[Hpn] Report on Colorado Springs Stand-down

HOBOMATT@aol.com HOBOMATT@aol.com
Sat, 01 Sep 2001 10:11:15 -0400 (EDT)


This captures quite well how the stand-down went three days ago. We served 
around 100 vets (about 15-20 non-vets were allowed to eat, shower and take 
clothing). Definitely a success. Ms. Gonzales writes a "community interest" 
column in our daily paper. 
Matt Parkhouse, RN;
Colorado Springs, CO 

<<Lou Gonzales: Stand Down for veterans offers step in right direction 

Maybe it was the pile of just-cut gray hair on the floor that got to me.

Or the surreal scene of empty-handed, scruffy homeless guys going in one door 
and clean-shaven men in new camouflage fatigues coming out the other.

Those images at the Homeless Veterans Stand Down on Wednesday at the City 
Auditorium downtown were hard for me to understand.

This is the third year the El Paso County Homeless Veterans Coalition has 
organized a one-day blitz where homeless veterans can take a hot shower, get 
a haircut, pick up a sleeping bag, get some clean clothes and maybe find a 
pair of used shoes.

Some homeless veterans who showed signed up for long-unclaimed veterans 
benefits. Most had jobs that didn’t pay enough to cover rent.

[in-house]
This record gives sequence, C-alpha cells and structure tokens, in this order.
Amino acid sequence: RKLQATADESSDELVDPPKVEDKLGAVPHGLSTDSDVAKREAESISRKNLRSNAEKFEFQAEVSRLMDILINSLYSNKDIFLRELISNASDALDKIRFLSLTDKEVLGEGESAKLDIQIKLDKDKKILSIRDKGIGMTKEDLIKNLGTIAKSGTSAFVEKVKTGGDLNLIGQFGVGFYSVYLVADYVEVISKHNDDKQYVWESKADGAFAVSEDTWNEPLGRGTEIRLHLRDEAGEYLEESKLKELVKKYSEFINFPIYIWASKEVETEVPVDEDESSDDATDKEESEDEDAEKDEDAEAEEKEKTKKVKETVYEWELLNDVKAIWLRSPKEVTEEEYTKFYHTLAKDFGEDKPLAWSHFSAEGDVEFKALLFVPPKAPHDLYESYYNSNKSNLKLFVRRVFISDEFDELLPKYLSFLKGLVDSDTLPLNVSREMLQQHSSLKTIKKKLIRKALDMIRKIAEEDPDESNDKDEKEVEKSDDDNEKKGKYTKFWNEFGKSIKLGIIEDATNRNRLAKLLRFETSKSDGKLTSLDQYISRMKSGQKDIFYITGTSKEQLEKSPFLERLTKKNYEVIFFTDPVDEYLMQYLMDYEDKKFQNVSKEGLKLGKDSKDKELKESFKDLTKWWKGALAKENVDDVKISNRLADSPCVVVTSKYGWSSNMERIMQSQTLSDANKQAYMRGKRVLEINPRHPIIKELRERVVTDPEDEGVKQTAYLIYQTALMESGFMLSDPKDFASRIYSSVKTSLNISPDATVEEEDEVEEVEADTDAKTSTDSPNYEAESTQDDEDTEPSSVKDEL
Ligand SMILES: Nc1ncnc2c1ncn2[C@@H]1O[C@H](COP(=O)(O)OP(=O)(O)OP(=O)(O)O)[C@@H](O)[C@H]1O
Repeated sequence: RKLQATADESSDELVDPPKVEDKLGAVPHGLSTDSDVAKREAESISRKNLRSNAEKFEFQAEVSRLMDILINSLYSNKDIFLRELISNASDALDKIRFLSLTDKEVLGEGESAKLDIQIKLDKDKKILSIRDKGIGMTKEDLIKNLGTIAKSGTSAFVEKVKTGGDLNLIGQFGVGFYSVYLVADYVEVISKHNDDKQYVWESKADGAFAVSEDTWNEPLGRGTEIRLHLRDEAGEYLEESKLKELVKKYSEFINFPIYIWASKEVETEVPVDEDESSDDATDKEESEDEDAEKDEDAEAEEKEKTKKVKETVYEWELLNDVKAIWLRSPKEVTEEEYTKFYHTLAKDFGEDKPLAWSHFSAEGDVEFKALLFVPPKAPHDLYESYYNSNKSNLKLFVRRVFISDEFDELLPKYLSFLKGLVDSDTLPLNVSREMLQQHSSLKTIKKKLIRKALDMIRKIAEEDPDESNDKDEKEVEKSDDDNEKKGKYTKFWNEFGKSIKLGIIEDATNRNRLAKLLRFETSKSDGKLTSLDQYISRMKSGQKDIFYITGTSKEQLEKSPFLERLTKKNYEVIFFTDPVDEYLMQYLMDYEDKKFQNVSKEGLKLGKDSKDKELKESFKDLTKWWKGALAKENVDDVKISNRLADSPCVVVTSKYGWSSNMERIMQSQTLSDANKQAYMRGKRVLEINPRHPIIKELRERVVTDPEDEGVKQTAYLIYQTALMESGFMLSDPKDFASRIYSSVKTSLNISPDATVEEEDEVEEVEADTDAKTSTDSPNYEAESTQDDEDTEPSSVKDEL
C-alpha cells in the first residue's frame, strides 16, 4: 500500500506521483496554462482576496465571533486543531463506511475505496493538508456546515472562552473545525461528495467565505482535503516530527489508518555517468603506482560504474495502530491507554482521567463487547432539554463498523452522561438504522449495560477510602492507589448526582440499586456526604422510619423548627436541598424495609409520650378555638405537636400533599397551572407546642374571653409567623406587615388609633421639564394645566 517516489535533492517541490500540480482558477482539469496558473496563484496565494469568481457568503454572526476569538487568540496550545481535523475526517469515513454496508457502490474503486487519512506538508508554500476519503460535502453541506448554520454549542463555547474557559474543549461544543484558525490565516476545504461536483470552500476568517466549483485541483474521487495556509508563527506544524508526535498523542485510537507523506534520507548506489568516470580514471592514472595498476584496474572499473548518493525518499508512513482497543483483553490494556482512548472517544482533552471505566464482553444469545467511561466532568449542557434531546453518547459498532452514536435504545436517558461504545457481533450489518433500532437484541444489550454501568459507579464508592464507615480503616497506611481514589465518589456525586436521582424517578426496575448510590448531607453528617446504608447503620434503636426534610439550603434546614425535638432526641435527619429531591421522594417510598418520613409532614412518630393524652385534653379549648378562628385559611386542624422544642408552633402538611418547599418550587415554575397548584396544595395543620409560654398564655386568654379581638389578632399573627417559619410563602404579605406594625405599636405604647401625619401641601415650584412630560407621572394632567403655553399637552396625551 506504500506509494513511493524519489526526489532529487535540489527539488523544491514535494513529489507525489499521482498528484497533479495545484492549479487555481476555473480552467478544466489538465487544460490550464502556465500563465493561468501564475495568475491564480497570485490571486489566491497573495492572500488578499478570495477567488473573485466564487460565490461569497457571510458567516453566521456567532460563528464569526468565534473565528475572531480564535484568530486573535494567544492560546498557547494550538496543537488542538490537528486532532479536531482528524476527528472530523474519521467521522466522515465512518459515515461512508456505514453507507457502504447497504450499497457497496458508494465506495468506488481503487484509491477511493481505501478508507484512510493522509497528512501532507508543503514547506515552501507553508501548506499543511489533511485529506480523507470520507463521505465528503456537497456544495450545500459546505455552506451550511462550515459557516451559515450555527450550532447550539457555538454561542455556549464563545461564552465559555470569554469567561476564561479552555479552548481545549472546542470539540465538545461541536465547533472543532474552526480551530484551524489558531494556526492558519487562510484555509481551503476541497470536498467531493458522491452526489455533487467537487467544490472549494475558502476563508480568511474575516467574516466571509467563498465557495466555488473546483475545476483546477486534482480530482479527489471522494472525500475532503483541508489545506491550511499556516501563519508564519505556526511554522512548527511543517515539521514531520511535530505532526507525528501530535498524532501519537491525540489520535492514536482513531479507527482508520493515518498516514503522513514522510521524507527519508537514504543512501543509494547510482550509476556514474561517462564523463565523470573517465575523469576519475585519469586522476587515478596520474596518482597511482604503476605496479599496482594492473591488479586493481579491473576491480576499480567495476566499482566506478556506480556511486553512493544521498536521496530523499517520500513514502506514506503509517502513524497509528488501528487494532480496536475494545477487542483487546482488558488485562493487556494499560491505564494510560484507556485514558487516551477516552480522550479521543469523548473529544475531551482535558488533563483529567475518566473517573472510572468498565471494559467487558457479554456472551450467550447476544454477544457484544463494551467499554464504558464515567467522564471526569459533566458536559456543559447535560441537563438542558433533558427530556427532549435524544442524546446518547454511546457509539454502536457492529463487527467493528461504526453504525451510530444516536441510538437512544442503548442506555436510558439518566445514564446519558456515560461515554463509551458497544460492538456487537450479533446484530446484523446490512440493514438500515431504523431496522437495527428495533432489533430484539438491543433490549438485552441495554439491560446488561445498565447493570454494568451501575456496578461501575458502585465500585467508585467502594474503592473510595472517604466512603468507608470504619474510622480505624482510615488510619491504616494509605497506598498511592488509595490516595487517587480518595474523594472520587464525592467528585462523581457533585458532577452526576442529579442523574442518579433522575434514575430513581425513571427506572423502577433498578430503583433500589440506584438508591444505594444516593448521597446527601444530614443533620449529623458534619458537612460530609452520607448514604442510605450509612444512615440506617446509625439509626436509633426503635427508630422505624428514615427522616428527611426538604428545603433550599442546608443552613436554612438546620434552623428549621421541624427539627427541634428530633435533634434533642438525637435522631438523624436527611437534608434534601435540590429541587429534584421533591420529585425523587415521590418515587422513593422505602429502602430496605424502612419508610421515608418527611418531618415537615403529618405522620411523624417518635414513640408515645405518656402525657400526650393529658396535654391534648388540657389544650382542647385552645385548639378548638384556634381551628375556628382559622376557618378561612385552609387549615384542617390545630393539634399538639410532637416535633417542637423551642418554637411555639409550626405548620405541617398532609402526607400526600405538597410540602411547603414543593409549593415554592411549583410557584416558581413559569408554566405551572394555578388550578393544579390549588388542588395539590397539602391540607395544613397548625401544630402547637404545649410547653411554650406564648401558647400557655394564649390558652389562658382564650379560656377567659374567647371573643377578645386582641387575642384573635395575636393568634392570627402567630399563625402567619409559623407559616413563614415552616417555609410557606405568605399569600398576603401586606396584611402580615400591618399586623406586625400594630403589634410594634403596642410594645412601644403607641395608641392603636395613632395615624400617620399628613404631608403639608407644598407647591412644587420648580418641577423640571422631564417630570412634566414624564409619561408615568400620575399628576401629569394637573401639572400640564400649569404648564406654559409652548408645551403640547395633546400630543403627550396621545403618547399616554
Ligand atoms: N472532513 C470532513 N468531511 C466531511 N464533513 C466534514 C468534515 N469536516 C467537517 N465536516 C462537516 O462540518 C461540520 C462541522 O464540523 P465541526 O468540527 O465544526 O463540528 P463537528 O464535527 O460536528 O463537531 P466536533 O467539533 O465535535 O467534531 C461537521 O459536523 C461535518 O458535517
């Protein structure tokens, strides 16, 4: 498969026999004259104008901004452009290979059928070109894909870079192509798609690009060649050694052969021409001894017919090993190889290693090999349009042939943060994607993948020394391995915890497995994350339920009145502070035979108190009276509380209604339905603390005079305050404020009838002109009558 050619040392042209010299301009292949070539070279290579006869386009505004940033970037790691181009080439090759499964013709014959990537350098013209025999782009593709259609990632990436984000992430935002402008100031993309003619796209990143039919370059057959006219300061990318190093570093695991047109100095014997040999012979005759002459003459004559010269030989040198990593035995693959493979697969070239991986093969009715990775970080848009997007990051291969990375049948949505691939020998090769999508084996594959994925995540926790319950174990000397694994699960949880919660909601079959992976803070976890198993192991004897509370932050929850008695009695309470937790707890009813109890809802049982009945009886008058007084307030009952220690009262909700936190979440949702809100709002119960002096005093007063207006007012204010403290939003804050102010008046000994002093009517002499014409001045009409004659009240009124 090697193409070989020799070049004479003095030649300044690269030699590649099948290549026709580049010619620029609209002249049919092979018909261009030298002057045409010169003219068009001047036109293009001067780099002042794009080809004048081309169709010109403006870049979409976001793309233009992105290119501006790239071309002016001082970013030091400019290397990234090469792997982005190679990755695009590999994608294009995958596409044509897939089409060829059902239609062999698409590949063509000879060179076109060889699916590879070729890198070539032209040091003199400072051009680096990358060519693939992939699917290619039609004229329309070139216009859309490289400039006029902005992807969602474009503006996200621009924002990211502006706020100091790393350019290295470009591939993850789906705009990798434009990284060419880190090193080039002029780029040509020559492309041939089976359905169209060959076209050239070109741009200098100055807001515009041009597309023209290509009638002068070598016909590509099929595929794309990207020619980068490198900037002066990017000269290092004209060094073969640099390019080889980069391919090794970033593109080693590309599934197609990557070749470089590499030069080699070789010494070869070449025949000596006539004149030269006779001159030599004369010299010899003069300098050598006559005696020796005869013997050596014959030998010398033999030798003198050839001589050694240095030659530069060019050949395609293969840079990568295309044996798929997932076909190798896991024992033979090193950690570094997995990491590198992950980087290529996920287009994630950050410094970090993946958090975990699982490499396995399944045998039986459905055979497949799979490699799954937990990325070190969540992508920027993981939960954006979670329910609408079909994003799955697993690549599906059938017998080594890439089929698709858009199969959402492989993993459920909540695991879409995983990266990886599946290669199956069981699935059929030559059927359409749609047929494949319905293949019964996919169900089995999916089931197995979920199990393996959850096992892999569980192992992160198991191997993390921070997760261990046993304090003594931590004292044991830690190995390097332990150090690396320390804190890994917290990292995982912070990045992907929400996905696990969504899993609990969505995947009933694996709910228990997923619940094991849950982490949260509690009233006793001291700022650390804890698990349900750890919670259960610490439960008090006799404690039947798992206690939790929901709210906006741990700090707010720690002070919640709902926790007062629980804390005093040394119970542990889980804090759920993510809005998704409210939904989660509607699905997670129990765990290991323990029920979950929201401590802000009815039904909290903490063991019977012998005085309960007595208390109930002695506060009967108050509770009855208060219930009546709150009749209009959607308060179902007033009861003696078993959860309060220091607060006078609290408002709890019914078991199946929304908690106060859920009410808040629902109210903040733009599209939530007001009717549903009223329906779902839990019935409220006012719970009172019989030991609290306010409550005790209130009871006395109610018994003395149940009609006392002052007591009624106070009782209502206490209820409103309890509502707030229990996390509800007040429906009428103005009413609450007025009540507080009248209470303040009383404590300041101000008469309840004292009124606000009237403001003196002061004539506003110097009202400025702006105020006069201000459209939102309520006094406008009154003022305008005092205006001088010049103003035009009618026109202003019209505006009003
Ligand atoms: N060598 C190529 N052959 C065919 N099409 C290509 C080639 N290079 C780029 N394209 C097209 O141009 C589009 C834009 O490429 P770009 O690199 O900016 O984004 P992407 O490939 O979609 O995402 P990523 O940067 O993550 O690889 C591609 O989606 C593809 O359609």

Some talked with counselors or chaplains for the first time. Almost everyone 
picked up free bus tokens and a phone card to call home. A hundred or so Air 
Force volunteers helped fill out paperwork or ate lunch with them.

At first the event seemed impractical to me. The volunteers outnumbered the 
homeless veterans three-to-one. Despite all the willing help, the homeless 
veteran population here remains steady at about 350, according to the 
coalition.

But any reservations I had were erased after talking with Loren Grigsby, a 
tall, lean man with a voice soft and measured.

He said when he walked into the first Stand Down he had already been living 
in a survival tent for two winters.

He didn’t want to talk about 1968 in Vietnam except to say he had to put what 
happened there behind him.

And he wasn’t sure Vietnam had anything to do with the paranoid schizophrenia 
that made keeping a steady job as a machinist impossible.

He did know one thing. He was lost until a veteran at the first Stand Down 
helped him ignore the voices in his head and got him to the VA Hospital in 
Denver.

He’s proud that he’s lived in the same home for almost two years.

So Grigsby pays that kindness forward.

On Wednesday he manned the showers and pointed men toward Victor Lopez, 71, a 
retired barber and veteran. Almost every head of hair Lopez cut that morning 
was peppered with gray.

That’s because 80 percent of the homeless veterans who come to stand downs 
are older than 50. Most fought in Vietnam. And some were women.

Most were easy to talk with, the volunteers found.

Once the homeless had a chance to clean up, it was hard to pick them out from 
the members of the veterans groups who were trying to help. The two groups 
seemed to have a lot in common.

Senior Master Sergeant Karen Robinson, a supervisor at the Air Force Academy 
hospital, noticed that, too. 

“Seeing the women here, that’s especially hard,” Robinson said, as she eyed 
a blonde woman veteran with a scarred face.

Because, she said, they’re “just like us.” >>